Tip: Pregnant women should avoid exposure to the urine of cats, which commonly carries the toxoplasma parasite.


Opossums can carry this diarrhea-causing parasite in their feces. Healthy dogs are mildly affected, while puppies and immunocompromised dogs can experience more serious effects. 


Dogs that get this parasite can experience poor appetite, vomiting, pain, weakness, fatigue and swelling. Recovery depends on the dog’s health, length of infection, treatment and whether other organs are involved.

Chagas Disease

Fifteen per cent of opossums carry the parasite that can lead to Chagas Disease in dogs. Infected dogs can show subtle signs like lethargy, pale gums and decreased appetite. In serious cases, this parasite can cause inflammation in the heart, arrhythmias and sudden death

Lyme Disease

Opossums can carry ticks, but because they groom themselves so well, they ingest 95% of the ticks on their bodies. Ticks are part of their diet, so they also consume around 5000 ticks per year! Since only a fraction of ticks carry the bacteria that causes Lyme disease, it’s unlikely that your dog will become infected from contact with a possum.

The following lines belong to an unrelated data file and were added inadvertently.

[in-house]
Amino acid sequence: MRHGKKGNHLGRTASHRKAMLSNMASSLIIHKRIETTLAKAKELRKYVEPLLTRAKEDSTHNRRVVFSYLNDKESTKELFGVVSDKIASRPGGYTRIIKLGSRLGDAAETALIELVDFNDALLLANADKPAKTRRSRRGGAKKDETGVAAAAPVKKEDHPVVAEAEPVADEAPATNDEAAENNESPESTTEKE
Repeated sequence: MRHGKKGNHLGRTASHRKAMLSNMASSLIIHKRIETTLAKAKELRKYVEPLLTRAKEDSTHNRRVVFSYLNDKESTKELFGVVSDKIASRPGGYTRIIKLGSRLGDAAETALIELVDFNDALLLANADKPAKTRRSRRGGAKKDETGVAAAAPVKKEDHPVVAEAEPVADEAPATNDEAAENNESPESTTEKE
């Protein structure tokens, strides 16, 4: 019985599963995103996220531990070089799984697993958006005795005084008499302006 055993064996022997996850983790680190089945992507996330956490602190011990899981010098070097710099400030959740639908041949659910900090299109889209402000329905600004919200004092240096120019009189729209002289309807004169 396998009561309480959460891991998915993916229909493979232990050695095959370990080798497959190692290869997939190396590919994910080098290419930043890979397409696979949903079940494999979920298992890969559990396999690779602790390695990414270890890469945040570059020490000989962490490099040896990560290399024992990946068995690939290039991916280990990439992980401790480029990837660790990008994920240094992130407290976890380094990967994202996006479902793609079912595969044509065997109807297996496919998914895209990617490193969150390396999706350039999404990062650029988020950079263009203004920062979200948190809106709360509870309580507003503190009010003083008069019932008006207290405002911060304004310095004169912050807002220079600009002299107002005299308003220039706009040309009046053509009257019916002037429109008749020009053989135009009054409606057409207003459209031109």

In the rare case your dog gets bitten by an infected tick riding on a possum, rest assured that only 5% of infected dogs go on to develop Lyme disease. 

Possums are tick-eating heroes!


Rabies is very rarely found in opossums, likely due to their low body temperature. Since most dogs are vaccinated against rabies, the risk for contracting rabies from a possum is extremely low.